I watch this documentary on TV recently and the question leaps once again to my consciousness, not, this time, a question I have already answered but I have forgotten I have already answered it because I’m old. But a question I have never satisfactorily wrestled to the ground.
The documentary I am referring to is Showtime’s Drunk Stoned Brilliant Dead – The Story of the National Lampoon.
And the still unanswered question for me is this:
What exactly does it mean when you say,
If memory serves – and it occasionally does – I never read a single issue of the National Lampoon magazine. I never heard them on the radio. Nor did I see them on stage, or listen to any of their records.
So I am not an expert on the National Lampoon.
But I am aware of their reputation. And I, as mentioned, experienced the documentary. I may have dozed off a little at the end because the thing finished at one A.M. so what do you want from me?
I do, however, recall numerous comedic selections from the documentary that I did not find in any way identifiable with my personal understanding of the word…
This documentarial evidence provided a direction for my inquiry. It turns out to be a “dead end”, but few investigations proceed comfortably in a straight line, “wrong turns” being virtually inevitable. The “dead end” in this case is the following:
“A thing is funny is when Earl Pomerantz says it’s funny.”
That answer is incorrect.
It is apparently bigger than that.
Though, as to a more accurate answer, I remain entirely in the dark.
Allow me to provide an example from the Lampoon documentary that came nowhere close to tickling my funny bone.
One of the revered Founding Writers for the National Lampoon (who went on to become the original head writer for Saturday Night Live, a position for which I myself was once considered… but that has nothing to do with this story) was Michael O’Donoghue.
There is a memorable O’Donoghue offering involving what it might sound like if longtime CBS variety-show host Ed Sullivan were to have steel needles inserted into his eyes. Agonized screaming, it turns out, is what it would sound like.
A lot of people thought that was funny.
I personally did not.
Pointing to the diametrical opposite of my original question.
“For a joke to be funny – and I am using the word “joke” as an ”comedic umbrella” covering everything from a stand-alone punch line to a conceptual premise – is it necessary for everyone to believe that it’s funny?”
That is kind of a rhetorical, and, if there is room for it to be something else as well, also a disingenuous question. Why? Because there is nothing everyone believes to be funny.
“Don’t talk to me about two noses. My brother has two noses. And his life, believe me, is no laughing matter.”
Trust me, because I’ve been there. As hard as you may try not to offend, every joke will inevitably upset somebody. Putting the “universal” criterion for what’s funny unequivocally “off the table.”
The next question is, hopefully, better. It should be. I have had some preparatory practice.
My hopefully better question is,
“If not “everybody” has to find a joke funny for it to be considered funny, exactly how many people – or an approximate number even – would have to find a joke funny before it is declared certifiably and indisputably funny?”
Now that I think of it, that is a somewhat disingenuous question itself. Or at least a provocative question in its own right. Because the answer to that question – at least the one that comes immediately to mind – is,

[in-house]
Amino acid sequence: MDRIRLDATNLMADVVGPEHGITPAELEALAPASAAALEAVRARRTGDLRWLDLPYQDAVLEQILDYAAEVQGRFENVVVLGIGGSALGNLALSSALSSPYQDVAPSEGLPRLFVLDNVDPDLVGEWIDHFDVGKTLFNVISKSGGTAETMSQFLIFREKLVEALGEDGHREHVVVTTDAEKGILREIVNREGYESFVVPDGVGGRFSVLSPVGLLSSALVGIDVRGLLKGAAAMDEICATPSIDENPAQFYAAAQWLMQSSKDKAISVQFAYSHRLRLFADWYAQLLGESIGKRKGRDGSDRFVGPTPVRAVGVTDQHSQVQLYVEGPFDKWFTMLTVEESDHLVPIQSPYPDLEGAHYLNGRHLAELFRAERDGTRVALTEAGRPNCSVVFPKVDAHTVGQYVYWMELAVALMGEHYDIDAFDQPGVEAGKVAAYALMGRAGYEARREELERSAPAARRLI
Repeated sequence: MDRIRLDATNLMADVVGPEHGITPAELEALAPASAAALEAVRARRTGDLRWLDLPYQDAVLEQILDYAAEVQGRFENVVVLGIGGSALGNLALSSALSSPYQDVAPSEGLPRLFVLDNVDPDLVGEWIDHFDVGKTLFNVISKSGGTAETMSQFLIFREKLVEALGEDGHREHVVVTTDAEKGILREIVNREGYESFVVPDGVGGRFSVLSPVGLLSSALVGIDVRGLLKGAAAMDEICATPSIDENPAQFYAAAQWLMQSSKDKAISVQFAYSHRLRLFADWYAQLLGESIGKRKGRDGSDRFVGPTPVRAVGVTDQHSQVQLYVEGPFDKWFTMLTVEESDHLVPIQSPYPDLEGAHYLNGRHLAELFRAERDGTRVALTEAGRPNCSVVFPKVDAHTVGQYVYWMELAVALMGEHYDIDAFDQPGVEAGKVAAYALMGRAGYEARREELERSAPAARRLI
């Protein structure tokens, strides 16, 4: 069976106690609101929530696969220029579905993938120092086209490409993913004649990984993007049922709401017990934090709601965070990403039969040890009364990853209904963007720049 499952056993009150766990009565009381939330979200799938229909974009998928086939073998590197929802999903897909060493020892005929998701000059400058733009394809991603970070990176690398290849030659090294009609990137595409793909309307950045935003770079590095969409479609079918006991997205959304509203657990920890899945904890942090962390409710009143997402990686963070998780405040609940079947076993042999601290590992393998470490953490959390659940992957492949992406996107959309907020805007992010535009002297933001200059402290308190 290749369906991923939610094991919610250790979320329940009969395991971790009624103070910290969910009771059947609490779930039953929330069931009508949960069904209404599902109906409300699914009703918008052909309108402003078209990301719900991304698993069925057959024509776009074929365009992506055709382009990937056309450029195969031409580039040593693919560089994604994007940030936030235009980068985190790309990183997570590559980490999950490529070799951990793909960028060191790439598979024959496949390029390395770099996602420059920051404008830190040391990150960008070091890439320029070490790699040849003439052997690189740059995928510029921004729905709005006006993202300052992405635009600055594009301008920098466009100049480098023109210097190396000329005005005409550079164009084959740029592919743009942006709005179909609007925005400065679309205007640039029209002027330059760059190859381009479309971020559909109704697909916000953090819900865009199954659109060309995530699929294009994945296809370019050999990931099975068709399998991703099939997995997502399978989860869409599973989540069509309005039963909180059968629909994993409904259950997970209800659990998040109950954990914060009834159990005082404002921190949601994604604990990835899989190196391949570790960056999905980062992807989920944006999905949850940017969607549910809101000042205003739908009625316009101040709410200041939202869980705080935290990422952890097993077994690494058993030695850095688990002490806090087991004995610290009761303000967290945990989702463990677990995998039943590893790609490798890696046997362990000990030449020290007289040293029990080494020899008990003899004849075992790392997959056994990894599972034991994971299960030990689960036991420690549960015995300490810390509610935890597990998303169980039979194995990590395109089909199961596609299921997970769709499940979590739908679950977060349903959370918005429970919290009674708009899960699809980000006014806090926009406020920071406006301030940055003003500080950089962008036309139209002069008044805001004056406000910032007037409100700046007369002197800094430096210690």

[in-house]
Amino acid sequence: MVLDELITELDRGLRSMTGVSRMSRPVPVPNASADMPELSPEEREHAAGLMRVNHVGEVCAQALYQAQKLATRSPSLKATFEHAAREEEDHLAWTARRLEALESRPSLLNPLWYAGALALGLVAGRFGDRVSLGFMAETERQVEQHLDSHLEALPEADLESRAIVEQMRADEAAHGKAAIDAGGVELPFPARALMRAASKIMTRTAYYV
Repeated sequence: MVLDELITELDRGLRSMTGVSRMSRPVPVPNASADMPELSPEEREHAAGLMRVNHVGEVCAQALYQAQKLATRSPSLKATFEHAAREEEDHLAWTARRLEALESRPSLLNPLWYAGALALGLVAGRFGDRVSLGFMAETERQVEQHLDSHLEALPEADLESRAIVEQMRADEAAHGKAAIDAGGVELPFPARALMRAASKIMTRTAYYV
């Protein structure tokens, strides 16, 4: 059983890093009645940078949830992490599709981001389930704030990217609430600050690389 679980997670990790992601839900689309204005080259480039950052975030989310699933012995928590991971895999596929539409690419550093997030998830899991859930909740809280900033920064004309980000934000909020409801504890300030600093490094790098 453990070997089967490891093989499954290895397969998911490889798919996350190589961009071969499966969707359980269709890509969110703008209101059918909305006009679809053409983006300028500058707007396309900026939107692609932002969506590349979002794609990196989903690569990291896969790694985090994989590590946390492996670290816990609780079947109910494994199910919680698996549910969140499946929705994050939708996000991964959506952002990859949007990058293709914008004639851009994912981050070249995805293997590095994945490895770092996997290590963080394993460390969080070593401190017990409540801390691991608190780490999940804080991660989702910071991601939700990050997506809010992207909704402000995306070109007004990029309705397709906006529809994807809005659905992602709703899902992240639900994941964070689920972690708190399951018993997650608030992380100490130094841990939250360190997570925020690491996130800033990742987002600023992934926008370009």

“Gimme a break, will ya?”
Which, coincidentally, speaks precisely the problem I am driving at.
I realize there can be no determinative “number” establishing a joke as undeniably funny. But where exactly, I am querying, is the “Dividing Line”?
Sliding sideways for a moment, there is a practical element to this conundrum. For example, Lorne Michaels is the Executive Producer of Saturday Night Live. To the question, “How many people have to find a joke funny for it to appear on Saturday Night Live?” the irrefutable answer is…
But that’s a “power” answer, not an existential answer. (And I am not sure I am using “existential” correctly.) By which I mean this.
A joke appears on Saturday Night Live because Lorne Michaels determines that joke to be funny.
But Lorne Michaels, like Earl Pomerantz, is a one person, albeit a person with more determinative power than Earl Pomerantz. But what does that matter? Lorne Michaels is still just one person. And as it has been heretofore stipulated:
One person’s reaction – no matter how high or low on the hierarchical food chain – can not and does not make a proposed and purported joke funny. (Although it can get it on Saturday Night Live.)
This brings us “full circle”, although no closer to the answer.
What appears to be true is that, although there is at least a theoretical number, a number above “one person” but less than “everybody” that defines a joke as being incontestably “funny”, even I, a longstanding professional in the comedic arena, have no clue whatsoever as to the nature or specificity of that number.
At this point – or maybe earlier even – you may be screaming at your computer screen, “Comedy is subjective!” (The words “You idiot!” being easily understood.) Of course you can decide for yourself whether a joke is funny or whether it’s not. But that just makes that joke funny or not funny to you. (Again, one person.) This gives you the answer to my question, but does very little for me.
If no specific or even “ball park” aggregation of people determines definitively what’s funny, what I am asking you to ponder and perhaps enlighten me with your conclusion, is…